The CSI/FBI Computer Crime and Security Survey for 2005 implies that insider abuse is still very much a threat to the enterprise. Insiders are typically those people who already have some level of trusted access to an organization's network, such as an employee, contractor, partner, or customer. Obviously, the more trust an organization places in someone on the inside, the more damaging an impact his malicious actions will have.
Most of the upcoming chapters will take the perspective of an inside attacker. For the purpose of this chapter, however, we've taken the viewpoint that the potential VoIP hacker is beginning his efforts external to the targeted organization. In other words, he is neither a disgruntled employee who has intranet access nor an evil system administrator who already has full run of the network.
You can safely assume though that the hacker's first order of business is to gain internal access remotely in order to launch some of the more sophisticated attacks outlined later in this book. While it's often trivial for a hacker to gain inside access, footprinting still reaps rewards by helping to fuel some of the more advanced VoIP attacks discussed in later chapters.
Time and time again throughout this book, we will emphasize the importance of supporting infrastructure security. Because of the security posture dependencies that VoIP places on your traditional data network, it's not uncommon for attackers to compromise a trusted workstation or server to gain access to the VoIP network.
VoIP installations can be tightly confined to one geographic location or deployed across multiple regions with users making calls from the office, their homes , or the road. Because most VoIP technology is extensible enough to deploy in a myriad of scenarios, it is important to define the scope and goals of your hacking efforts well in advance. If the goal of these hacking simulations is to secure the VoIP services of your branch office, it might be a pointless exercise to overlook completely the security holes in your main headquarters' VoIP PBX.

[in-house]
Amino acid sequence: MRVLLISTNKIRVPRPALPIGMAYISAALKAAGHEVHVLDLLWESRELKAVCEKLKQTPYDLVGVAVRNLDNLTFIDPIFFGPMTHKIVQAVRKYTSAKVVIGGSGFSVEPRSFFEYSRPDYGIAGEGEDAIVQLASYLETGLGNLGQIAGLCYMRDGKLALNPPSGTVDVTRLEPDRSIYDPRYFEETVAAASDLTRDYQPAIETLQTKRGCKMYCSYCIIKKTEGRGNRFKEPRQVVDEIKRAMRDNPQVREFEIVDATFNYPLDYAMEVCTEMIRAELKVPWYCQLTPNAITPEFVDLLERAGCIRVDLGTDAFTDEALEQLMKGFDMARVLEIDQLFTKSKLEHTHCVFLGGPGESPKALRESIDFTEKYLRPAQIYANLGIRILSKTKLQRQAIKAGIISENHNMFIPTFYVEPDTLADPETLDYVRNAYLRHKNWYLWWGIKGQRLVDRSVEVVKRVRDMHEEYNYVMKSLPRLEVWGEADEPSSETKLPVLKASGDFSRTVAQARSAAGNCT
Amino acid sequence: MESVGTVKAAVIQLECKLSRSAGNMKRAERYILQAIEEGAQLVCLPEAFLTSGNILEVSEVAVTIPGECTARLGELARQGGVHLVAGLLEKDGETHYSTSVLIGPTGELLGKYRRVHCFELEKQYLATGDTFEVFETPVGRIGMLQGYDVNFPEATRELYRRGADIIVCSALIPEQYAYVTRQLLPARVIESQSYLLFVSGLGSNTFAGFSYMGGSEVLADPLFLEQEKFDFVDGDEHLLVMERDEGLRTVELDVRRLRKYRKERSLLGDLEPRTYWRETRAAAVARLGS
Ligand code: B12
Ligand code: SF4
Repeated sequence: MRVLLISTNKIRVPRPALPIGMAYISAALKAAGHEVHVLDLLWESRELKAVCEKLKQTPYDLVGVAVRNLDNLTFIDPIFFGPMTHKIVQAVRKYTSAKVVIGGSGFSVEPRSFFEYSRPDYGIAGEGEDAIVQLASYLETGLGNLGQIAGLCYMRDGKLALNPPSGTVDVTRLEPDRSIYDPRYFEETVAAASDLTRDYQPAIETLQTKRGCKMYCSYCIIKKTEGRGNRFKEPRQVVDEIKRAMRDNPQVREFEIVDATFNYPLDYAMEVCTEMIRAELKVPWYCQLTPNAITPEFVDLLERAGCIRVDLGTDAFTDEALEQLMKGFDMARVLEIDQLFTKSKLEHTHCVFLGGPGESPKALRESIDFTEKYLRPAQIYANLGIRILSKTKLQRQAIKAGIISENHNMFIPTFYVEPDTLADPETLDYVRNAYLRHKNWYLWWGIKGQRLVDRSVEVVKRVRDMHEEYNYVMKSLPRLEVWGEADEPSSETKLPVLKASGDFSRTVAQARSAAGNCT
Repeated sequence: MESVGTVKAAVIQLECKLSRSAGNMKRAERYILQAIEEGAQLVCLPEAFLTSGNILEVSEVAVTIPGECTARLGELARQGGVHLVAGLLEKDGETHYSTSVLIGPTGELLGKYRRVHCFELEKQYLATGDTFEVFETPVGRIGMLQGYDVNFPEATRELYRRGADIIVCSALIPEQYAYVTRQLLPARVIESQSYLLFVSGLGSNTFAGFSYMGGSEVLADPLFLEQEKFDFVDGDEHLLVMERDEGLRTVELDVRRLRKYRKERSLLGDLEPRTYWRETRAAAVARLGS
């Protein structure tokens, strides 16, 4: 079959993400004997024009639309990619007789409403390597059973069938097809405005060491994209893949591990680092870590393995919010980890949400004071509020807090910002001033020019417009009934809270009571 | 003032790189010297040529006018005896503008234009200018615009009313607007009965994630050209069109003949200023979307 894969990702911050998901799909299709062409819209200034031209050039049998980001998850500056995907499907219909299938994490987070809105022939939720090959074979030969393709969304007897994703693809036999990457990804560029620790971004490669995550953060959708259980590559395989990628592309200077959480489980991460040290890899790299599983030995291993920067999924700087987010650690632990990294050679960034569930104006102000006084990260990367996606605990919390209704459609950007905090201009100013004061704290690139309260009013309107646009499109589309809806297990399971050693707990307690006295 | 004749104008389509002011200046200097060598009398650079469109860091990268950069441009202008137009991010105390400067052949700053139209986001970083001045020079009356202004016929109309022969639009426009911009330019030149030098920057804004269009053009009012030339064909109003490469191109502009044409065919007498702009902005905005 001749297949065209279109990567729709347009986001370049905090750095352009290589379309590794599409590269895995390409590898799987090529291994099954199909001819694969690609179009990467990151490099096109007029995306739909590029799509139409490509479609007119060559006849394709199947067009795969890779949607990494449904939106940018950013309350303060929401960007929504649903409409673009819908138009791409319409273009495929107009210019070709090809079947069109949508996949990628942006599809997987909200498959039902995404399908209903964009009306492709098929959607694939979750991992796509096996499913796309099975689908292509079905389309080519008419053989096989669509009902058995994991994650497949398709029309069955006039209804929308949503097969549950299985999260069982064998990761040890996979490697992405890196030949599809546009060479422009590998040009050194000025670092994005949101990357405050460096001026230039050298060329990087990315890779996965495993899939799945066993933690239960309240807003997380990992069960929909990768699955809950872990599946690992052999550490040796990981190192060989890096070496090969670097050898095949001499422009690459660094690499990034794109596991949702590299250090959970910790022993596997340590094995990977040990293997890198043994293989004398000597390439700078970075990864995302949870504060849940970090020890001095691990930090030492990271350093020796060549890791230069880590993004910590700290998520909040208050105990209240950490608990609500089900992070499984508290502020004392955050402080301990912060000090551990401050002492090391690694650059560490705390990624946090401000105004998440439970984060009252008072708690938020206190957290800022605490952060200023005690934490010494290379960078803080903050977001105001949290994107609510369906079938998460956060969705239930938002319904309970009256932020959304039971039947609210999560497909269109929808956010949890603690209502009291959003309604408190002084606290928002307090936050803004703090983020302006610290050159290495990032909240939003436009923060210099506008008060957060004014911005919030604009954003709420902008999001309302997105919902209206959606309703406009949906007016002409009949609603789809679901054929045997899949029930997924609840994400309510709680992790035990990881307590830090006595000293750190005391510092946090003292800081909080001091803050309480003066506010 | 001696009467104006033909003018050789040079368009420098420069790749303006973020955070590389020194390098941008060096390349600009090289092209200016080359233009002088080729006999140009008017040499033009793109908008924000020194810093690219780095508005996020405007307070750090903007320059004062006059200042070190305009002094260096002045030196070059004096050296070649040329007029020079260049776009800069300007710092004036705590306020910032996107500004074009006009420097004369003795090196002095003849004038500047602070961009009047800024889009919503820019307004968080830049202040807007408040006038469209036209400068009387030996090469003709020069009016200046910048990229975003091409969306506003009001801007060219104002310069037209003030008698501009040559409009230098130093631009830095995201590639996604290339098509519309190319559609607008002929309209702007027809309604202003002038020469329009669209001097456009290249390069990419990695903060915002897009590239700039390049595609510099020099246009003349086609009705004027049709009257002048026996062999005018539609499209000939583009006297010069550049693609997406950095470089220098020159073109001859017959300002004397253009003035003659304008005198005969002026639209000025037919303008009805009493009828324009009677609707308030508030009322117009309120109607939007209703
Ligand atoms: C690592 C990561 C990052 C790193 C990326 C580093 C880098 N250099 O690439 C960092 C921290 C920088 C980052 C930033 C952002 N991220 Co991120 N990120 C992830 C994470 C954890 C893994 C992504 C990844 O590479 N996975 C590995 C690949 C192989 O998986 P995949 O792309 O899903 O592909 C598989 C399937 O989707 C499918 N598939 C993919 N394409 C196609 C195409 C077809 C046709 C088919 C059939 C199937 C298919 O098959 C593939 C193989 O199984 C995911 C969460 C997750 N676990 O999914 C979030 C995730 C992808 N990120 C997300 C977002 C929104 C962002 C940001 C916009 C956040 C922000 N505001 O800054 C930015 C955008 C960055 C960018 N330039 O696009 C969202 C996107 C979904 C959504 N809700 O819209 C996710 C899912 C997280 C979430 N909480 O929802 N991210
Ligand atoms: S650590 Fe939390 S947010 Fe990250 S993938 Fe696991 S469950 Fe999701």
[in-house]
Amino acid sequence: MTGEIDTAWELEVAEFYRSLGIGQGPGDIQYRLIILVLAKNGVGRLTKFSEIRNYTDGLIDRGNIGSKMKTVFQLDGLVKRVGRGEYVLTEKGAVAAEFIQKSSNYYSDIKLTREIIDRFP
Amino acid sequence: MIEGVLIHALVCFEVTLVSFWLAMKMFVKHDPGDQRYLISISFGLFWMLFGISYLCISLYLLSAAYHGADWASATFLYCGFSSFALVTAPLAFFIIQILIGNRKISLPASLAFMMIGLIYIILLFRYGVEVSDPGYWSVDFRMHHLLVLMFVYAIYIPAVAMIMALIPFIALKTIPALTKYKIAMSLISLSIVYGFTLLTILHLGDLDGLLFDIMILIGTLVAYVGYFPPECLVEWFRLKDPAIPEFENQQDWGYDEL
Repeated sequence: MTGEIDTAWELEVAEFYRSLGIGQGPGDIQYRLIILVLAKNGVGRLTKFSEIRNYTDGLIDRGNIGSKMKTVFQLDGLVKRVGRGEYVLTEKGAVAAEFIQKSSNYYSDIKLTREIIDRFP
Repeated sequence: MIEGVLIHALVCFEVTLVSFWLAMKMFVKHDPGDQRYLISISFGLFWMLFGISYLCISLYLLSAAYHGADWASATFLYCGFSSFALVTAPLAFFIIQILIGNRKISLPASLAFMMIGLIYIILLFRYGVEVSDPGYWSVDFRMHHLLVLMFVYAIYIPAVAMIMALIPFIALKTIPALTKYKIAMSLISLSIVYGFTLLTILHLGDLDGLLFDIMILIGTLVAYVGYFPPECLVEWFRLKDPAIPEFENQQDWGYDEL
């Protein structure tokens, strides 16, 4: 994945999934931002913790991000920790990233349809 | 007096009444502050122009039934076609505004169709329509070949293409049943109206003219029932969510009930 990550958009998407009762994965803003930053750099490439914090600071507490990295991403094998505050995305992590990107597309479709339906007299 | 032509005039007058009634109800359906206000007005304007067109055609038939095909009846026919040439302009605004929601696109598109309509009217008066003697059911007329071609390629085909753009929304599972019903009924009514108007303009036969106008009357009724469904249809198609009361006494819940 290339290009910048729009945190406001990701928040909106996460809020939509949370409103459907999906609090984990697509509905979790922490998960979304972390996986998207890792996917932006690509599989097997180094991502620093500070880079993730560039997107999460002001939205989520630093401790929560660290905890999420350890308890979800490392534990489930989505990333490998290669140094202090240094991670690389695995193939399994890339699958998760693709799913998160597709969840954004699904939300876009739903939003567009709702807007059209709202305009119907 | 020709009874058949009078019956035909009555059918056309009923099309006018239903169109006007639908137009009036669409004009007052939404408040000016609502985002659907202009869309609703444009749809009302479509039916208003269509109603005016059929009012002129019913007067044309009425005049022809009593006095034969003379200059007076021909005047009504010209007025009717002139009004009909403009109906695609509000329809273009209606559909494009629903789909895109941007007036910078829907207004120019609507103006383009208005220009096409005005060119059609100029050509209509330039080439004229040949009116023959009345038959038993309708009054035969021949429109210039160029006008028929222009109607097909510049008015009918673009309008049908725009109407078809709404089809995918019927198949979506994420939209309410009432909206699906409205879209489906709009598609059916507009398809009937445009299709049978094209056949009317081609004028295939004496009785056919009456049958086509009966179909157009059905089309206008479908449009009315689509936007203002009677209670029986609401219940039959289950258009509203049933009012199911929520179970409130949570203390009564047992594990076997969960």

It's often hard to discern all of these VoIP security dependencies ahead of time. Footprinting can sometimes paint only part of the network picture no matter how much time and effort you put into the research. Other key areas might gradually appear only later in the scanning and enumeration phases.
A wealth of information is usually sitting right out in the open on an organization's corporate website. Of course, this information is typically regarded in a benign manner because its main purpose is to help promote, educate, or market to external visitors . Unfortunately, this information can also aid attackers by providing important contextual information required to social engineer their way into the network. The following classes of data can provide useful hints and starting points for a hacker to launch an attack:
Organizational structure and corporate locations
Help and tech support
Phone numbers and extensions
Identifying the names of people in an organization may prove helpful in guessing usernames or social engineering other bits of information further down the road. Most companies and universities provide a Corporate Information or Faculty section on their website, like the one shown in Figure 1-2.
Location information for branch offices and corporate headquarters is useful in understanding the flow of traffic between two VoIP call participants . This information is also helpful for getting within range of an office building to attack the VoIP traffic going over the wireless networks. Both Google and Microsoft provide online satellite imaging tools, as shown in Figures 1-3 and 1-4, to aid even the most directionally challenged hacker.